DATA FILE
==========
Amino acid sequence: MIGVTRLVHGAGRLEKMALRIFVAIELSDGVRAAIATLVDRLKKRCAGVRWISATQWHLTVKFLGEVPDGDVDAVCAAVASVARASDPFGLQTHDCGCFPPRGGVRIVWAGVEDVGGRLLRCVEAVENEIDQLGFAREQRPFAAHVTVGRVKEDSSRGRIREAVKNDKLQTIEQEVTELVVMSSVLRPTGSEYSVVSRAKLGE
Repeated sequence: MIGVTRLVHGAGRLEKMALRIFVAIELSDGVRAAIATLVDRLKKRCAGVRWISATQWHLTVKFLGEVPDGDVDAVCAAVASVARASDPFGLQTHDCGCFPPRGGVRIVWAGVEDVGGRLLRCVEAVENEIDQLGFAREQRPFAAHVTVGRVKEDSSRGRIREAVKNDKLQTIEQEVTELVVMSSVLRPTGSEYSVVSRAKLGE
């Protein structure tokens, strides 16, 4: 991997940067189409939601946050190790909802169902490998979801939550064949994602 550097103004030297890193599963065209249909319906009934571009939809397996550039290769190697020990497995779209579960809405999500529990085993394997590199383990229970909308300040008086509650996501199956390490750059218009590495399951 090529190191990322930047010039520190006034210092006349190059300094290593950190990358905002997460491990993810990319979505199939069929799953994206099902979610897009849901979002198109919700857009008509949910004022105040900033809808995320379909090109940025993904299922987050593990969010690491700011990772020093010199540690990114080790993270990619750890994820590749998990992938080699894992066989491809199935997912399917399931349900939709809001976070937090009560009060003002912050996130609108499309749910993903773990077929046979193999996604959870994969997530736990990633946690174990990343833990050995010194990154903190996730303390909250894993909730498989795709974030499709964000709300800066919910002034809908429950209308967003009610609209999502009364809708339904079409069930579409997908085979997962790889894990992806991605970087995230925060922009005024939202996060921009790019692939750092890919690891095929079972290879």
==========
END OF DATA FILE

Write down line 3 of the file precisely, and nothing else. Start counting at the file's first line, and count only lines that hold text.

């Protein structure tokens, strides 16, 4: 991997940067189409939601946050190790909802169902490998979801939550064949994602 550097103004030297890193599963065209249909319906009934571009939809397996550039290769190697020990497995779209579960809405999500529990085993394997590199383990229970909308300040008086509650996501199956390490750059218009590495399951 090529190191990322930047010039520190006034210092006349190059300094290593950190990358905002997460491990993810990319979505199939069929799953994206099902979610897009849901979002198109919700857009008509949910004022105040900033809808995320379909090109940025993904299922987050593990969010690491700011990772020093010199540690990114080790993270990619750890994820590749998990992938080699894992066989491809199935997912399917399931349900939709809001976070937090009560009060003002912050996130609108499309749910993903773990077929046979193999996604959870994969997530736990990633946690174990990343833990050995010194990154903190996730303390909250894993909730498989795709974030499709964000709300800066919910002034809908429950209308967003009610609209999502009364809708339904079409069930579409997908085979997962790889894990992806991605970087995230925060922009005024939202996060921009790019692939750092890919690891095929079972290879």